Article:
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Re: [Qemu-devel] Re: updating git tree

From: Kevin Wolf
Subject: Re: [Qemu-devel] Re: updating git tree
Date: Tue, 28 Apr 2009 12:58:25 +0200
User-agent: Thunderbird (X11/20090320)

Jan Kiszka schrieb:
> Kevin Wolf wrote:
>> Jan Kiszka schrieb:
>>> Kevin Wolf wrote:
>>>> Jan Kiszka schrieb:
>>>>> If you have non-trivial changes pending, probably in multiple commits, I
>>>>> can only recommend using stgit (or guilt) to compensate the missing
>>>>> patch queue feature of git. It allows you to easily navigate back and
>>>>> forth in your patch queues before finally posting them.
>>>> I haven't used these yet. Is there a real benefit compared to using a
>>>> normal git branch and rebase -i? Maybe I should try them if so.
>>> I'm not only talking about rebasing, also about working within your
>>> patch queue, editing patches in their middle, splitting it up,
>>> reordering it etc. There are surely ways to do this with native git
>>> (stgit is just a front-end and uses normal git), but that's not done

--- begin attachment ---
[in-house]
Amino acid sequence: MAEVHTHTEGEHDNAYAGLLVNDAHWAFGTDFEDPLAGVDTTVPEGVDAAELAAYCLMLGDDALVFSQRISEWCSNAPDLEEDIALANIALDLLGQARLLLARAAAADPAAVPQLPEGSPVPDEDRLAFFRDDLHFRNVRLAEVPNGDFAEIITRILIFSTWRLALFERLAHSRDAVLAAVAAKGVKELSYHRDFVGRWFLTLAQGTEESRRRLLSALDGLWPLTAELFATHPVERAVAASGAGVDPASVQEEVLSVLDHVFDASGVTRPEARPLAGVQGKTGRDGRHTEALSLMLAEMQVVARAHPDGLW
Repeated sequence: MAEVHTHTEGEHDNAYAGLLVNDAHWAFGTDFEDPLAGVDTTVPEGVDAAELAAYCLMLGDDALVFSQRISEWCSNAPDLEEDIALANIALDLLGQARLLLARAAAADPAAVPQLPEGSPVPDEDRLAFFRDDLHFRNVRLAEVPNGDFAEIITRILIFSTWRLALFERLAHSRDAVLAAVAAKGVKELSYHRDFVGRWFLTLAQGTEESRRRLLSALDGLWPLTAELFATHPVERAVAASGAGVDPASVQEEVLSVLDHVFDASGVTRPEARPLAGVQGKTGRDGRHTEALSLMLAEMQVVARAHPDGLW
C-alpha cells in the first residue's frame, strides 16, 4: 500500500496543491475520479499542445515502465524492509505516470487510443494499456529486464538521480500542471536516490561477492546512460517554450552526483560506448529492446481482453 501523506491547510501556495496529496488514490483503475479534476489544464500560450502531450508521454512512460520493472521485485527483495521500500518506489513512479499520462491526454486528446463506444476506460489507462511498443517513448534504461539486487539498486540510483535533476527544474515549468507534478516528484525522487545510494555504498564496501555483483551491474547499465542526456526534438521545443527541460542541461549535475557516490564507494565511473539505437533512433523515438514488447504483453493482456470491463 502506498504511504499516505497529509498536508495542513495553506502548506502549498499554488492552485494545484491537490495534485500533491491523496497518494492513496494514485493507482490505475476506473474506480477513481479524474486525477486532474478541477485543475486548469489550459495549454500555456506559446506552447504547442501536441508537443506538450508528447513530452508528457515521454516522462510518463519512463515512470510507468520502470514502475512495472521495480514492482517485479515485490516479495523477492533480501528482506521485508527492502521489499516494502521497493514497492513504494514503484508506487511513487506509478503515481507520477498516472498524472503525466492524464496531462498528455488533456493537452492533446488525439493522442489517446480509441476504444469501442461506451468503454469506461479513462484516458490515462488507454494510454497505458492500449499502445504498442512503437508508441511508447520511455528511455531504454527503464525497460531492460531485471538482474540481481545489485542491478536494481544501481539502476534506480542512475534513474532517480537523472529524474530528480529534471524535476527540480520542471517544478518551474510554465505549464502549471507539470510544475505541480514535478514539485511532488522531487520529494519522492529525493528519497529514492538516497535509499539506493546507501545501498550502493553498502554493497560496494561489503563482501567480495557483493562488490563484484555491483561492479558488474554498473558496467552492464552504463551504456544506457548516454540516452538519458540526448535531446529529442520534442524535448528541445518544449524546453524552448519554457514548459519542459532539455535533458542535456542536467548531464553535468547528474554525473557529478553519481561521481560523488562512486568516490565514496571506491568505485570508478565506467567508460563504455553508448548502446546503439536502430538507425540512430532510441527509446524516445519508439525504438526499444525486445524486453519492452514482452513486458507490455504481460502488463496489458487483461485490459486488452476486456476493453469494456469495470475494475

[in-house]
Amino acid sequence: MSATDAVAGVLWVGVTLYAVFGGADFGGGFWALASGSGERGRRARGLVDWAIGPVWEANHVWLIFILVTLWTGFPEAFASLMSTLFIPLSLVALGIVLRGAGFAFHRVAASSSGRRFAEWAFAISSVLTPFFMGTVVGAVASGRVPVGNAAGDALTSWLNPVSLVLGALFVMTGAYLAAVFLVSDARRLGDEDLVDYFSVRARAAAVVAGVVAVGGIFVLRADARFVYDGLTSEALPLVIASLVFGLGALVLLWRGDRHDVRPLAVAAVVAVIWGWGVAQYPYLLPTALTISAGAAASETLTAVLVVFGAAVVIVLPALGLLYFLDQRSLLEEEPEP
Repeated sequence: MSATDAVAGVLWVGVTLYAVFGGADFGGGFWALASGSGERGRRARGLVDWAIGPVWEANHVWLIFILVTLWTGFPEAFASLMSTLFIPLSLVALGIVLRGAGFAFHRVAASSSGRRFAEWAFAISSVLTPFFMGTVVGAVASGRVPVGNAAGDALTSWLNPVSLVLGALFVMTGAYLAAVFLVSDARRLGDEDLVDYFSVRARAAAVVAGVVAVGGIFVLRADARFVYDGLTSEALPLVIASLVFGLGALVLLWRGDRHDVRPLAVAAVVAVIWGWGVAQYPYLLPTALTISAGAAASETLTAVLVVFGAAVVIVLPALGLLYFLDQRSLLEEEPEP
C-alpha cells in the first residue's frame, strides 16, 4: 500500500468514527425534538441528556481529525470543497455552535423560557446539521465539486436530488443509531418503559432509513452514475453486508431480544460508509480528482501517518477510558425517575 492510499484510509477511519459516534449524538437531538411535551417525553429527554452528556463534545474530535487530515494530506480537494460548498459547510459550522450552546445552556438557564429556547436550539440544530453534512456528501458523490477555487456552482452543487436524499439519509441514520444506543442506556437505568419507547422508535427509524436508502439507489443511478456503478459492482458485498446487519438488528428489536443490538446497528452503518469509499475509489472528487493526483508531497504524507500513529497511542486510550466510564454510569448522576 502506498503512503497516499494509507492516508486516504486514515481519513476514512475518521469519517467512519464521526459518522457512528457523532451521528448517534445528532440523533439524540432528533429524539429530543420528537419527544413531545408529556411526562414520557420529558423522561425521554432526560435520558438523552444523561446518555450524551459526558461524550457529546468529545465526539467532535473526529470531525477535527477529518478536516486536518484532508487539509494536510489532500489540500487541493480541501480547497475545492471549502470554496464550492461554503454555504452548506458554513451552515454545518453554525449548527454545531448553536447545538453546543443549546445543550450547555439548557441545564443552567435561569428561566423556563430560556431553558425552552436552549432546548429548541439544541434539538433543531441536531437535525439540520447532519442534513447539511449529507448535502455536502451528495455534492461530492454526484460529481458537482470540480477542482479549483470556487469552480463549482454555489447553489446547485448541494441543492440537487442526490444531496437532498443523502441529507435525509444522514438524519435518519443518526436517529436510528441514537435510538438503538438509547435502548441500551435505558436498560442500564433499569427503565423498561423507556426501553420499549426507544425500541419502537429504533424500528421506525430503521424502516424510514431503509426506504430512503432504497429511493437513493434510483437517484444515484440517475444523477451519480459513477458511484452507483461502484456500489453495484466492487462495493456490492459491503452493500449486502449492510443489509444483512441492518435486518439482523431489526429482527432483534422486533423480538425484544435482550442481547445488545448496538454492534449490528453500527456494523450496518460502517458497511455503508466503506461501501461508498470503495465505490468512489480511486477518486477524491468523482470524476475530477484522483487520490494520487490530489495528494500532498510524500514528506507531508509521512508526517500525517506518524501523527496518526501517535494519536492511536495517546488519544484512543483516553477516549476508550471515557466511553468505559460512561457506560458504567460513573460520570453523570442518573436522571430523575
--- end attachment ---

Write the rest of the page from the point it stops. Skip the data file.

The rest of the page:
>>> with two or three git commands.
>> This is why I said rebase -i and not only rebase. In case you don't know
>> this yet: It presents you a list of all commits you did since the point
>> you're rebasing on. You can then drop, merge, edit (which includes
>> splitting, see the man page of git-rebase) and change the order of them.
> It still lacks the flexibility and consistency of stgit-managed series
> as it is designed around the original "rebase" step. With stgit, you are
> permanently in "rebase -i" mode, you can go back and forth _while_
> editing. You can switch branches without leaving the rebase mode. You
> can also hide patches temporarily (how do you do this with rebase -i?).

Thanks, this is more or less what I wanted to know.

(And I don't think I had to hide a patch yet, but I would either create
another branch with the patch dropped or revert the patch and drop the
revert commit later.)

> However, in the end it is a question how you set up your personal
> workflow. There are n ways to skin a cat.

Sure. But as long as I only know m < n ways, there is always a chance to
miss the better workflow. ;-)


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